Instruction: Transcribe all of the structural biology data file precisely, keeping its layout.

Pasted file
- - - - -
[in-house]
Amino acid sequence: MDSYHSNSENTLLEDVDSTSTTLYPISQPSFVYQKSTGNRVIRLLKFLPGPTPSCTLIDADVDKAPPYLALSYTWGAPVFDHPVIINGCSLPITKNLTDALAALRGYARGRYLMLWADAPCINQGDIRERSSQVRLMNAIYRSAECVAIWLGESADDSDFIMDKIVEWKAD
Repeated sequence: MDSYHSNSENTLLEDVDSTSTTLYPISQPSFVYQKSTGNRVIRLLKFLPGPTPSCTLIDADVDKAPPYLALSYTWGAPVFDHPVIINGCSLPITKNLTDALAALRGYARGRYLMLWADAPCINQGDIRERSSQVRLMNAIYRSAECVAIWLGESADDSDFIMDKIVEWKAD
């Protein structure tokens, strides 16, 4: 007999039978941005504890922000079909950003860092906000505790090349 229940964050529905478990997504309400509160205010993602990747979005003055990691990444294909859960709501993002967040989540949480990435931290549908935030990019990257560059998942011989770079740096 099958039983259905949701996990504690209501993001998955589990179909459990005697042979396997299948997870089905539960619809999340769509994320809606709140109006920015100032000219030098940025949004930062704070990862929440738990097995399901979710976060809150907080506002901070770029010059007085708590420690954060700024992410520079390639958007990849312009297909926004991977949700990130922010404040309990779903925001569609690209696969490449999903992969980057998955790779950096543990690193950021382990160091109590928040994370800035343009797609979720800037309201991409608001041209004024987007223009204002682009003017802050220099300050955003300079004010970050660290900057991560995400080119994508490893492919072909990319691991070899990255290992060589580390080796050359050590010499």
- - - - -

[in-house]
Amino acid sequence: MDSYHSNSENTLLEDVDSTSTTLYPISQPSFVYQKSTGNRVIRLLKFLPGPTPSCTLIDADVDKAPPYLALSYTWGAPVFDHPVIINGCSLPITKNLTDALAALRGYARGRYLMLWADAPCINQGDIRERSSQVRLMNAIYRSAECVAIWLGESADDSDFIMDKIVEWKAD
Repeated sequence: MDSYHSNSENTLLEDVDSTSTTLYPISQPSFVYQKSTGNRVIRLLKFLPGPTPSCTLIDADVDKAPPYLALSYTWGAPVFDHPVIINGCSLPITKNLTDALAALRGYARGRYLMLWADAPCINQGDIRERSSQVRLMNAIYRSAECVAIWLGESADDSDFIMDKIVEWKAD
């Protein structure tokens, strides 16, 4: 007999039978941005504890922000079909950003860092906000505790090349 229940964050529905478990997504309400509160205010993602990747979005003055990691990444294909859960709501993002967040989540949480990435931290549908935030990019990257560059998942011989770079740096 099958039983259905949701996990504690209501993001998955589990179909459990005697042979396997299948997870089905539960619809999340769509994320809606709140109006920015100032000219030098940025949004930062704070990862929440738990097995399901979710976060809150907080506002901070770029010059007085708590420690954060700024992410520079390639958007990849312009297909926004991977949700990130922010404040309990779903925001569609690209696969490449999903992969980057998955790779950096543990690193950021382990160091109590928040994370800035343009797609979720800037309201991409608001041209004024987007223009204002682009003017802050220099300050955003300079004010970050660290900057991560995400080119994508490893492919072909990319691991070899990255290992060589580390080796050359050590010499």